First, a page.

Advocate of The Amerindians of New Spain
Vasco de Quiroga was born to a noble family in Castile, Spain, between 1470 and 1478. The exact date is not clear. He died March 14, 1565. He is best known for his protection of the Amerindians of New Spain. He studied law and theology and then became a priest. He had powerful connections with members of the Council of the Indies and the Cardinal of Toledo, Juan Tavera. This is probably why he was given a position as an oidor (judge) in the Second Audiencia, a court that governed New Spain, established in Mexico City in 1531. In 1533 he was sent to Michoacán, Mexico, as a visitador (inspector) to assess the uprisings and rebellion. In 1538 he was made the first Bishop of the diocese of Michoacán.
In 1530 there had been a royal decree that forbade further enslavement of the native population. But in 1534, Charles V reversed the decree because of pressure from the colonists. The colonists argued that slaves were needed so they could continue to make a profit. They used the excuse that the Indians were becoming unmanageable and were being captured in a “just” war; a loophole in the decree of 1530. This loophole allowed the settlers to make slaves out of the captives.
When Vasco de Quiroga was notified of the reversal, he began writing Informacion en Derecho, dated July 1535; a document that he is most famous for. The lawyer in him argued on behalf of the Indios by detailing legal and ethical issues. He condemned the encomenderos, persons given land grants and allotment of natives to work it, as treating the natives as beasts and not human beings. He also argued that the Indios did not have the same concept of slavery as Europeans and therefore the rule that allowed existing salves to be bought and sold did not apply; another loophole. His solution was to adopt the model of civilization presented in the book, Utopia, written by Thomas More. To avoid problems with the unruly Indios, he proposed to gather them in smaller groups of families where they could be more easily controlled. The natives would be placed in Republicas de Indios, towns with an established hospital and church, where they would be instructed in Catholicism. They would each learn a trade and the basics of self-government. They would all wear similar clothing and be Europeanized in Spanish tradition. Each town would become a center of an industry. He founded a hospital in the pueblo of Santa Fe, Mexico with his own money.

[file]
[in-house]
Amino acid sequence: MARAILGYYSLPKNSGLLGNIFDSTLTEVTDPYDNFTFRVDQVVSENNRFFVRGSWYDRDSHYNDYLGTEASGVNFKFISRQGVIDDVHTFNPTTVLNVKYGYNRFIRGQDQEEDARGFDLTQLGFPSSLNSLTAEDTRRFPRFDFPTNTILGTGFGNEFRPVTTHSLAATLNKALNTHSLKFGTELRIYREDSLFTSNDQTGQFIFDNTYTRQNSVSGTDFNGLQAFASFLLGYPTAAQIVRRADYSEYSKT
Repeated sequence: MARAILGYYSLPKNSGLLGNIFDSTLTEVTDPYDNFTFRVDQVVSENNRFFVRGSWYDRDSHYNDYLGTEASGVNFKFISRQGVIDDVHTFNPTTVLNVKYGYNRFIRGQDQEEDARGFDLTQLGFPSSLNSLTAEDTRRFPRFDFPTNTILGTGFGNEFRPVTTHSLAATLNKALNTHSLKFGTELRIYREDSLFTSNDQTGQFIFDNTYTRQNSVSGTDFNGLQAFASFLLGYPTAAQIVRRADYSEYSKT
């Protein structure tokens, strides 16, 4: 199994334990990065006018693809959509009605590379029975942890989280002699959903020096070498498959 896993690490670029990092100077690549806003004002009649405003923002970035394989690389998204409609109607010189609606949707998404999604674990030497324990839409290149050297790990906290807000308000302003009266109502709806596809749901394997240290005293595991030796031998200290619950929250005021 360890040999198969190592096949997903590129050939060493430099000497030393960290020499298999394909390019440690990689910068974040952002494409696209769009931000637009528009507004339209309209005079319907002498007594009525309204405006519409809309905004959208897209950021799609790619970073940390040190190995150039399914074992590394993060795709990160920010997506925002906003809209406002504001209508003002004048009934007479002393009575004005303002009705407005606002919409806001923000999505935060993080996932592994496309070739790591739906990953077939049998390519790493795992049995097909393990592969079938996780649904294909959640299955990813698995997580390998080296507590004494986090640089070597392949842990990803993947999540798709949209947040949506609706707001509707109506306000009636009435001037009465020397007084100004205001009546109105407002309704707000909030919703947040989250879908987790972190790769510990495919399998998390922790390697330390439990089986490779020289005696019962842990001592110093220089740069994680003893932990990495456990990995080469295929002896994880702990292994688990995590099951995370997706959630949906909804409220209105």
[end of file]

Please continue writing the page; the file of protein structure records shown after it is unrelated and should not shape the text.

In 1545 he left Mexico for Spain to attend the Council of Trent, but the ship sustained damage and had to turn back to Mexico for repairs. Again, in 1547, he set sail and arrived at the Council of Trent. He brought several Indios with him to be presented at court. While in Spain he was called upon by the Emperor of the Holy Roman Empire, Charles V, and by the Council of the Indies to shed light on questions relating to the colonies of New Spain. When returning to the Americas in 1554, he obtained banana seedlings from Santo Domingo, while on a stopover, and introduced their cultivation into Michoacan and eventually, spread to other areas of Mexico.
He lived in Michoacán for the rest of his life. In his will he entrused the hospital he built in the care of the rector of the college of San Nicolas Obispo, Michoacán, Mexico; a university he founded in1540. He is so loved and respected for the work he did in protecting the Indians that he is venerated as a saint by some residents of Michoacán. His body is entombed in the Cathedral of Patzcuaro in Michoacán.